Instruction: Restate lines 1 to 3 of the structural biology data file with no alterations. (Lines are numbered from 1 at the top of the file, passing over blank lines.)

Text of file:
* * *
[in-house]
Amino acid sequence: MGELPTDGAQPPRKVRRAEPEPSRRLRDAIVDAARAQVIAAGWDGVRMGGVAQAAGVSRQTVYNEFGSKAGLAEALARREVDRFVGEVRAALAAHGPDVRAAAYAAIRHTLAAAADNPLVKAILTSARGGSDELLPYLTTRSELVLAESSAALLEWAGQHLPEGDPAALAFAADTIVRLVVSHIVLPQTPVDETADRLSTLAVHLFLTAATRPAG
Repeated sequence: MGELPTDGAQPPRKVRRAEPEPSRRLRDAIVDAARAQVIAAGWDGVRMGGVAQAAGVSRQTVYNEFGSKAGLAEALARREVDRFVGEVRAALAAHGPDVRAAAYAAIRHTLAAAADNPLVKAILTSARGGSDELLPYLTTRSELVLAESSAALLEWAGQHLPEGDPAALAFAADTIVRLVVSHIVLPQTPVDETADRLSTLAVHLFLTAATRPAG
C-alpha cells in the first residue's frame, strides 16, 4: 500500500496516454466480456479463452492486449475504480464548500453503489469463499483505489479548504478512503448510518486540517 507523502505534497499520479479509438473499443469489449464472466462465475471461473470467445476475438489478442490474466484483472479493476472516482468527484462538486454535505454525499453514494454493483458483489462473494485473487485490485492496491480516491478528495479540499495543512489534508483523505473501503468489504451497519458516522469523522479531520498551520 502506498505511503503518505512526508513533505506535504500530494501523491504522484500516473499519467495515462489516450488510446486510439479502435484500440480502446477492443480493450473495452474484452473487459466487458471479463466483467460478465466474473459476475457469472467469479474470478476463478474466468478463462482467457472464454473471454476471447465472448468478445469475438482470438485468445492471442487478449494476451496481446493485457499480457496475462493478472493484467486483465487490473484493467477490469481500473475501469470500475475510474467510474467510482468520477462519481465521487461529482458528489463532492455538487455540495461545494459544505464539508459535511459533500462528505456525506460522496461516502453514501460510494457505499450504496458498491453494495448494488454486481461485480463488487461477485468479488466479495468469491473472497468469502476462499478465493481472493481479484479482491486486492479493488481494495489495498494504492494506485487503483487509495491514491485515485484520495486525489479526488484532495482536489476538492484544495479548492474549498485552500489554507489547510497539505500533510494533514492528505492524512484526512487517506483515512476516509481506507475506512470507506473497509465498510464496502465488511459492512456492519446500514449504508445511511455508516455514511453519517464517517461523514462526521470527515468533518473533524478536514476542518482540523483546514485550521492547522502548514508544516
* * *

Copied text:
[in-house]
Amino acid sequence: MGELPTDGAQPPRKVRRAEPEPSRRLRDAIVDAARAQVIAAGWDGVRMGGVAQAAGVSRQTVYNEFGSKAGLAEALARREVDRFVGEVRAALAAHGPDVRAAAYAAIRHTLAAAADNPLVKAILTSARGGSDELLPYLTTRSELVLAESSAALLEWAGQHLPEGDPAALAFAADTIVRLVVSHIVLPQTPVDETADRLSTLAVHLFLTAATRPAG
Repeated sequence: MGELPTDGAQPPRKVRRAEPEPSRRLRDAIVDAARAQVIAAGWDGVRMGGVAQAAGVSRQTVYNEFGSKAGLAEALARREVDRFVGEVRAALAAHGPDVRAAAYAAIRHTLAAAADNPLVKAILTSARGGSDELLPYLTTRSELVLAESSAALLEWAGQHLPEGDPAALAFAADTIVRLVVSHIVLPQTPVDETADRLSTLAVHLFLTAATRPAG